While we’re talking about focus, the specs state a minimum close focus distance of 2 metres, but in practice I could comfortably focus on my own feet with room to spare, and was able to focus on items from 1.5-1.6 metres away without difficulty.
A simple dial under the right hand eyepiece allows you to set the dioptre adjustment to your eyes. This dial doesn’t lock on the Endurance ED, as it does on some higher end binoculars, but in practice that didn’t turn out to be a problem. I never encountered a problem with the dioptre dial shifting unexpectedly during use.
While there is a – 0 + denotion on the barrel to denote the dioptre setting there are no graduated marks or numbers that allow you to remember your setting — something simple that makes sharing a pair of binoculars with others much easier.
Curiously my review sample required that I set the dioptre about half way clockwise (towards the – symbol) to get a perfect view. I say curiously because for my eyes I usually have the dioptre set dead centre. That said once set I didn’t need to mess with the dioptre again, and the image through the binoculars was excellent.
Eye Cups and Eye Relief
The Endurance ED features pretty standard twist-up eye-cups made of metal or very hard plastic. They are coated with a semi-hard rubber that helps cushion the eyes when you look through them. The eye-cups offer three click-stop positions (fully down, fully up and one intermediary stop) and provide a maximum quoted eye relief of 18mm, which means they should provide most glasses-wearers with a full field of view whilst wearing their glasses.
You won’t be surprised to learn that, like most roof prism binoculars on the market today, the Hawke Endurance 32 ED is nitrogen filled, making it waterproof, dust-proof and impervious to internal fogging.
In a word the view through the Endurance 8×32 ED binoculars is superb. I almost had to pinch myself to remember that this is a pair of binoculars that retails at just a shade over €200. It delivers an image as good as or better than many optics costing more than double that.
Image sharpness and field of view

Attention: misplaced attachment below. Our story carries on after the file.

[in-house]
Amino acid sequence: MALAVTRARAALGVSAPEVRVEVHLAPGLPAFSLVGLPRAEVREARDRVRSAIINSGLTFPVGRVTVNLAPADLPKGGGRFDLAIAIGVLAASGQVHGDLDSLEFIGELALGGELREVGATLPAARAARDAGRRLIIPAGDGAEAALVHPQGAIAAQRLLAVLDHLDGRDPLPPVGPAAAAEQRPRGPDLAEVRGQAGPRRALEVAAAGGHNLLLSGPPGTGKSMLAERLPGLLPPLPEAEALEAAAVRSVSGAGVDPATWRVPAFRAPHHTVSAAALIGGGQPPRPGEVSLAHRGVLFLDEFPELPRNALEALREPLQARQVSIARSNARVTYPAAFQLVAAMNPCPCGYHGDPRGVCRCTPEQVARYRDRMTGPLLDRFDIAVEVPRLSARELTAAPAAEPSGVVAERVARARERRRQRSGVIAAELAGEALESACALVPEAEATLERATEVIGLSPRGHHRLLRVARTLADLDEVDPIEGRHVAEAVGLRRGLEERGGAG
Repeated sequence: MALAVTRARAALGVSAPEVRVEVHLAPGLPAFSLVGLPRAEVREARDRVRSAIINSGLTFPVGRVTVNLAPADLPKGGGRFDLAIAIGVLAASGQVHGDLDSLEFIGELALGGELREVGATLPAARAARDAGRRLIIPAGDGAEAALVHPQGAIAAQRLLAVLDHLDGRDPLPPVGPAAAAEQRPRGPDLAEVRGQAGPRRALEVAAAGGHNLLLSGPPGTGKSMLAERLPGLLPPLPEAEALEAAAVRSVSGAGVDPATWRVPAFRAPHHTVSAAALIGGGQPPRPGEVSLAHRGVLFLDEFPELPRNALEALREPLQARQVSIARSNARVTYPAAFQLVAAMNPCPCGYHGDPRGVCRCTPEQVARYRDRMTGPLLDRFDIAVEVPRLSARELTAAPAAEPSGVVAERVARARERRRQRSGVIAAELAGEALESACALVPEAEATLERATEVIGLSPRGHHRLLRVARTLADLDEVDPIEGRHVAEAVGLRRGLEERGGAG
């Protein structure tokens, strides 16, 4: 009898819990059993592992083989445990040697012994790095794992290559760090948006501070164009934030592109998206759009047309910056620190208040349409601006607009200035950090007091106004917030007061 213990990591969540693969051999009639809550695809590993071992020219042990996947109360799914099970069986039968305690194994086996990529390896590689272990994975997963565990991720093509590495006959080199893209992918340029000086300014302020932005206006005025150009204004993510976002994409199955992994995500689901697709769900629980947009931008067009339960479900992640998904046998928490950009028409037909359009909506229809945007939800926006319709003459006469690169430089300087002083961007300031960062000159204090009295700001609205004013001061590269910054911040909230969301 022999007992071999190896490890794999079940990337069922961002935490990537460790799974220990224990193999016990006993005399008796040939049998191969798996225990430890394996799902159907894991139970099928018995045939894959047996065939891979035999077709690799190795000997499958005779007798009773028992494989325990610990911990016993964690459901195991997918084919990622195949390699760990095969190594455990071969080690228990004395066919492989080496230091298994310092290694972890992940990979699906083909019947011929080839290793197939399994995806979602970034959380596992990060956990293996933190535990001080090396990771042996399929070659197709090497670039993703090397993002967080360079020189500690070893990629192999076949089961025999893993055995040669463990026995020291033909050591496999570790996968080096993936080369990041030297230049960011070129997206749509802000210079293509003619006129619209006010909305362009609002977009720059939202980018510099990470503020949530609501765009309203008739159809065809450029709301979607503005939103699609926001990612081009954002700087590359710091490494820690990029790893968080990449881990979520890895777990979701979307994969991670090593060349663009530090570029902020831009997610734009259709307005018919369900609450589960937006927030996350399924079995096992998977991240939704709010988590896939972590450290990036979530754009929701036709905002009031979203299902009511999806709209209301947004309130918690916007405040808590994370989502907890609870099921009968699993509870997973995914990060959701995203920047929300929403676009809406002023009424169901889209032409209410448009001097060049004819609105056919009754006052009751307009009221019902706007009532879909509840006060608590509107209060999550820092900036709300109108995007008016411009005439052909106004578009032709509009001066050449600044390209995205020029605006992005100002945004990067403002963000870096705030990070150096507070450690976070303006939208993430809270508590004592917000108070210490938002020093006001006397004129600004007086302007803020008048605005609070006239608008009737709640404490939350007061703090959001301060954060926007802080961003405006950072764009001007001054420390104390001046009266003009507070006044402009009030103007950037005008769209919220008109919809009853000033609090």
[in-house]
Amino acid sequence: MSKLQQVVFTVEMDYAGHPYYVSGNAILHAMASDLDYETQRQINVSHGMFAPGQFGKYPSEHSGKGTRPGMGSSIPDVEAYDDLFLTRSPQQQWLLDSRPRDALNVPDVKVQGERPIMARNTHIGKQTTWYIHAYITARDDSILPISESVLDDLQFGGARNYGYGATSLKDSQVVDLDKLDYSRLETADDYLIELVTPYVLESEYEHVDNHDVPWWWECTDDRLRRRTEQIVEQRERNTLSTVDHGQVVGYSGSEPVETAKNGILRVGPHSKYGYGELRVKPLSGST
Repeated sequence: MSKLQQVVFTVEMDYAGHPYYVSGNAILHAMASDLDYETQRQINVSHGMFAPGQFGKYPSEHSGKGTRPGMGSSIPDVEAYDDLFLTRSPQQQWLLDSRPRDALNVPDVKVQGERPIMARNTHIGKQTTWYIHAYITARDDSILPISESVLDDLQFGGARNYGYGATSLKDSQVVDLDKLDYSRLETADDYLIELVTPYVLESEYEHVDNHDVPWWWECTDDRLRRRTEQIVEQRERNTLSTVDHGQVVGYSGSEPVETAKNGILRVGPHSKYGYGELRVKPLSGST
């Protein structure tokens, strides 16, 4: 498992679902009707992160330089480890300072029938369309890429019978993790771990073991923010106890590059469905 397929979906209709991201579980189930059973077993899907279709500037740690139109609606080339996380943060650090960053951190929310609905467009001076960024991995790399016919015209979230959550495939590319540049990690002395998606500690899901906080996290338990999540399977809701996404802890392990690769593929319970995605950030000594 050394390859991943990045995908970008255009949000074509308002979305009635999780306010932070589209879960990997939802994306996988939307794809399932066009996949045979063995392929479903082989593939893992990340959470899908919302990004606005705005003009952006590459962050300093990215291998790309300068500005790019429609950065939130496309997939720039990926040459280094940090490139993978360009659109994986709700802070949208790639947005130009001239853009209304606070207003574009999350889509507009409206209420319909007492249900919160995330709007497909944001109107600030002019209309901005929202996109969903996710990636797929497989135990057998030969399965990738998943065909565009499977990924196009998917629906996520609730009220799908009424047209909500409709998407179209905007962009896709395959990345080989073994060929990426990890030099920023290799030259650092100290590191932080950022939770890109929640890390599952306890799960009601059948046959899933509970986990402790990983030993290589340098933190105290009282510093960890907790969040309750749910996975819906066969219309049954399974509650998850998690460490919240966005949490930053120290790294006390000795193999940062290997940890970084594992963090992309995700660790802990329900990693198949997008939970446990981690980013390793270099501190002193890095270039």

The view through the Endurance 8×32 ED is bright, sharp and clear. I was particularly impressed with fine detail resolution and depth of field in a binocular at this price point. It makes for a very satisfying viewing experience and delivers razor sharp images without the need to constantly tweak the focus wheel.
When it comes to the field of view, while not class-leading, the Endurance 8×32 ED delivers a pleasingly wide 129m / 1,000m. That’s augmented by the fact that the image remains surprisingly sharp across pretty much all of it, with only very slight softening detectable out towards the periphery of the view.
I don’t have the 8×42 to hand for a direct comparison, unfortunately, but from memory I think the 8×32 outperforms its larger sibling in this regard. Edge sharpness on both binoculars is particularly impressive at this price point.
Colour fidelity, contrast and chromatic aberration
The colours through the Endurance ED look natural and are vibrant without being over-saturated. Contrast is also good — not so much as to make the image look “false”, but enough to make it “pop”. Distinguishing subtle shades and colour graduation presented no problems at all.
The ED lenses do a superb job of controlling chromatic aberration, with no colour fringing visible during use in normal field conditions. As with all binoculars (even the very best premium brands) you can induce it if you try hard enough, but it certainly isn’t a concern.
Low light performance and coatings
I was very impressed with the way the Endurance ED 8×32 performed as the light began to fade, revealing lots of detail in dark shadows well into twilight and remaining usable until almost dark. The smaller 32mm objective lenses do mean that it’s not quite as capable in this department as its 42mm sibling, but its not far behind, and performs very well indeed.